- Albemarle Neighbor
- Teacher: Ben Hobbs is a Perquimans County native was a math teacher at John A. Holmes High School from 1973 to 1980.
Everyday Ben Hobbs wakes up knowing he is going to work at a job he loves, building furniture in his shop on his property in Perquimans County.
“It’s nice to do what you like to do,” said Hobbs. “It’s a blessing to be able to do this.”
The Perquimans County native was a math teacher at John A. Holmes High School from 1973 to 1980. Hobbs decided to open a custom furniture making business in 1982.
Concentrating on local designs from the 18th Century, Hobbs said he mainly constructs reproductions of furniture from northeastern North Carolina. He was recently commissioned to build a bed that will be on display at the Newbold-White House in Hertford when it reopens for the season in April.
Hobbs recreated a copy of a tall-post walnut bed located at the Historic Hope Plantation for the Newbold White House. He said he visited the Hope Plantation site to view the bed and completed a sketch and exact measurements.
Accurate measurements are a key aspect of constructing furniture, and Hobbs said his math background aids him in this part of the process.
Viewing original pieces, Hobbs said he pays close attention to the tool marks remaining on the furniture and it helps determine the way pieces were produced.
He began offering furniture making classes 17 years ago. Students have the opportunity to stay on his property where his wife, Jackie, operates the Beechtree Inn.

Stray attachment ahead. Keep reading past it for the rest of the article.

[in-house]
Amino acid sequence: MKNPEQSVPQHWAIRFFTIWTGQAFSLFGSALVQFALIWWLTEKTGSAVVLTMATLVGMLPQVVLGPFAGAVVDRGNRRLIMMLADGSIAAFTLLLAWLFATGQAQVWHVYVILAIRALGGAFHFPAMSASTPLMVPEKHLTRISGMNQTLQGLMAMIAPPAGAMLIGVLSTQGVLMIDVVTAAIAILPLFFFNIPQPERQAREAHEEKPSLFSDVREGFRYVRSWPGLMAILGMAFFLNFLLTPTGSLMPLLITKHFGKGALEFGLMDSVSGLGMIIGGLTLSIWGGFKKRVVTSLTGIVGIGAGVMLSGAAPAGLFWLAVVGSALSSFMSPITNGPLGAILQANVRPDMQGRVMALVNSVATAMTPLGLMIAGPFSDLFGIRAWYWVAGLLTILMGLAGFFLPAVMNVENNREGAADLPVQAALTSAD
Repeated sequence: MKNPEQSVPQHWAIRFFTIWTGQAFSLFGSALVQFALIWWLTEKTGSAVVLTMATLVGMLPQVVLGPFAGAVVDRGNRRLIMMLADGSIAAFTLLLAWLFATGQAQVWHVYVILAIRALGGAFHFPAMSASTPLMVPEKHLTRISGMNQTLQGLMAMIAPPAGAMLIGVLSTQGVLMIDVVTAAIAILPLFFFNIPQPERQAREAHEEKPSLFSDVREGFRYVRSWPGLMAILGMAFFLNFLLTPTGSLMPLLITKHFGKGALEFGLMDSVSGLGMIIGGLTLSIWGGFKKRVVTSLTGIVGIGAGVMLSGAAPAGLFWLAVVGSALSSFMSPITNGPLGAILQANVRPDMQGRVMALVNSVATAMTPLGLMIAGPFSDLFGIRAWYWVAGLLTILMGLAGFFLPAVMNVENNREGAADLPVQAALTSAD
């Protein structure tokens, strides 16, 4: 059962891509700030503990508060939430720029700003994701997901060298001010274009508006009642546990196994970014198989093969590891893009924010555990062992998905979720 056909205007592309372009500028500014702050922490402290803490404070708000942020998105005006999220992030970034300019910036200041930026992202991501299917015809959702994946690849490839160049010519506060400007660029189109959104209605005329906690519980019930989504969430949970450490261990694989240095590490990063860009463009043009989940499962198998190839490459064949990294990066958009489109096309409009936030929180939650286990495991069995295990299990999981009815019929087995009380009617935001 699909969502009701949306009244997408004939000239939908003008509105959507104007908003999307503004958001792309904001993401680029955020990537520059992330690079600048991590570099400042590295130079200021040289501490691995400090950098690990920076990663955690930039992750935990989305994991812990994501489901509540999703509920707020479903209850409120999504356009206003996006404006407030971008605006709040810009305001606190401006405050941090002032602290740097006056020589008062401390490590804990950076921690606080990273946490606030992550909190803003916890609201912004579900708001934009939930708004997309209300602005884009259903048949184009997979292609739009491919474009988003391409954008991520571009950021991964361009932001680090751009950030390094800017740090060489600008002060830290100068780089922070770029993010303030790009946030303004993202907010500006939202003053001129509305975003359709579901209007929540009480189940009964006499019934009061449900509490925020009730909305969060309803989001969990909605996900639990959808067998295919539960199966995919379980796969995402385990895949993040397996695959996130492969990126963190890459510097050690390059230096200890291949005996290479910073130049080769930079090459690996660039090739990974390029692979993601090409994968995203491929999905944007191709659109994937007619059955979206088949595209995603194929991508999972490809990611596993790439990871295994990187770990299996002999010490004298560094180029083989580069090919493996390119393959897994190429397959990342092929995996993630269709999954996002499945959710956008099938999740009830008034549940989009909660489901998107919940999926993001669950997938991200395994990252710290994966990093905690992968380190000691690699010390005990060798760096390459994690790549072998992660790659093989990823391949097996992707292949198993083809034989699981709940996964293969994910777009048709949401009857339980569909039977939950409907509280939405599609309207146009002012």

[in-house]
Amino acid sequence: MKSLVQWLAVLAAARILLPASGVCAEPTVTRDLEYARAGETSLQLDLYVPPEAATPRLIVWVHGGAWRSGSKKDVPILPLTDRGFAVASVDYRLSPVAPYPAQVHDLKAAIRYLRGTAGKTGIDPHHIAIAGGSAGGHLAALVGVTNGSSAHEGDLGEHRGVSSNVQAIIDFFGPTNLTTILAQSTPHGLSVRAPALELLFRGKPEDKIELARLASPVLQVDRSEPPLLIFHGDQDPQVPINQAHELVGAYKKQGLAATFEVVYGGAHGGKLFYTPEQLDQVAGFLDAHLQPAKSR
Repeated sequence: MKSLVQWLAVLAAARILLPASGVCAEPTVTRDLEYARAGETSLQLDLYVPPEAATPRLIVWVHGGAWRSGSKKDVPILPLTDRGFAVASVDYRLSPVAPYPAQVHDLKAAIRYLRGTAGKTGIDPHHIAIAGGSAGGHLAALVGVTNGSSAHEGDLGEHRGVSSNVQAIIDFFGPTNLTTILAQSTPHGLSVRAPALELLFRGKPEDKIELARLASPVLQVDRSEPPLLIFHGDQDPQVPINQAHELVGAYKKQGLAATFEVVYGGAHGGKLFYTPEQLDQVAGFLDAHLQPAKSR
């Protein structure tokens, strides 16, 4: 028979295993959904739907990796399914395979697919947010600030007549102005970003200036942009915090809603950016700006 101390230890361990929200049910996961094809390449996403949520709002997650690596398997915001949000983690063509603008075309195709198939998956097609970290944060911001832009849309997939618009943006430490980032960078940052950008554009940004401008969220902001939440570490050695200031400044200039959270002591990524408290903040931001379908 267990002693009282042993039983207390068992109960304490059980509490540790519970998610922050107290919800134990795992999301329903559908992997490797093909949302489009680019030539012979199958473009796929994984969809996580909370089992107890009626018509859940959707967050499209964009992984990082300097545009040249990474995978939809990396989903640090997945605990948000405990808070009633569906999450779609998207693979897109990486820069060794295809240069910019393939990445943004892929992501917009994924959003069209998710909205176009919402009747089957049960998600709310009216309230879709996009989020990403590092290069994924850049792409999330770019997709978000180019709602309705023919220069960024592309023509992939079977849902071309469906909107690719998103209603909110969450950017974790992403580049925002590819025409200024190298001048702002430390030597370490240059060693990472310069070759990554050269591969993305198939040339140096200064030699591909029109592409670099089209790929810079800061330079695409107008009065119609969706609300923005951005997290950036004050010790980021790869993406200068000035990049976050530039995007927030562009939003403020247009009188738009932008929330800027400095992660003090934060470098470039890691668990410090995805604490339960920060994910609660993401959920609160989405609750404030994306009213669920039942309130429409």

Hobbs said they added 16 Pre-Civil War buildings to their property where they live in Perquimans. The couple also rents out a building on the property that is used as a restaurant.
Hobbs received the Cartouche Award by the Society of American Period Furniture Makers in 2011. He said he was especially honored when presented this award because it came from his peers.
Currently a Perquimans County commissioner, Hobbs has served on the board for 14 years. He is active in his church, a former member of the Perquimans County School Board and served 23 years with the volunteer fire department.
Hobbs said he became active in his community because he “saw a need.”
“I felt I had something to offer.”
Signing his name in ink on his finished works, Hobbs has constructed more than 2,000 pieces of furniture in his lifetime. Utilizing “solid wood and good techniques,” he knows his work “will survive over time.”